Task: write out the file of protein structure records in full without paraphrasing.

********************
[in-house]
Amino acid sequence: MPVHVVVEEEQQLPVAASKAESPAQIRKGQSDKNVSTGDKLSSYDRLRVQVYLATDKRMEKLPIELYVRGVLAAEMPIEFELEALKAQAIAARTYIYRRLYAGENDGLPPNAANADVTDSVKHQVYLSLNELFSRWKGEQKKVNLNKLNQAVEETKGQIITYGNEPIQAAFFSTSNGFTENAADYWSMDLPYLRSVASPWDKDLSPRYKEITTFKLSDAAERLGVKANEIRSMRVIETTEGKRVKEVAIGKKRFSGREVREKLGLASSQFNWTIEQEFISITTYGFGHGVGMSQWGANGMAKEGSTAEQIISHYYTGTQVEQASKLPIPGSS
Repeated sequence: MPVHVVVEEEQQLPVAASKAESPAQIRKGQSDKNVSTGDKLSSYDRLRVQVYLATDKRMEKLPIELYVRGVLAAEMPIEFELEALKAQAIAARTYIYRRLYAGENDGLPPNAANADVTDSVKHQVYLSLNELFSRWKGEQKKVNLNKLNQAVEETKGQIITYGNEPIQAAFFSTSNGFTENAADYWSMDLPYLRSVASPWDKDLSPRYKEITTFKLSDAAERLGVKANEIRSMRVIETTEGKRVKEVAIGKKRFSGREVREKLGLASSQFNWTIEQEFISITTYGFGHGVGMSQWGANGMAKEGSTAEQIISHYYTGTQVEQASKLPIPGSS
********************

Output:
[in-house]
Amino acid sequence: MPVHVVVEEEQQLPVAASKAESPAQIRKGQSDKNVSTGDKLSSYDRLRVQVYLATDKRMEKLPIELYVRGVLAAEMPIEFELEALKAQAIAARTYIYRRLYAGENDGLPPNAANADVTDSVKHQVYLSLNELFSRWKGEQKKVNLNKLNQAVEETKGQIITYGNEPIQAAFFSTSNGFTENAADYWSMDLPYLRSVASPWDKDLSPRYKEITTFKLSDAAERLGVKANEIRSMRVIETTEGKRVKEVAIGKKRFSGREVREKLGLASSQFNWTIEQEFISITTYGFGHGVGMSQWGANGMAKEGSTAEQIISHYYTGTQVEQASKLPIPGSS
Repeated sequence: MPVHVVVEEEQQLPVAASKAESPAQIRKGQSDKNVSTGDKLSSYDRLRVQVYLATDKRMEKLPIELYVRGVLAAEMPIEFELEALKAQAIAARTYIYRRLYAGENDGLPPNAANADVTDSVKHQVYLSLNELFSRWKGEQKKVNLNKLNQAVEETKGQIITYGNEPIQAAFFSTSNGFTENAADYWSMDLPYLRSVASPWDKDLSPRYKEITTFKLSDAAERLGVKANEIRSMRVIETTEGKRVKEVAIGKKRFSGREVREKLGLASSQFNWTIEQEFISITTYGFGHGVGMSQWGANGMAKEGSTAEQIISHYYTGTQVEQASKLPIPGSS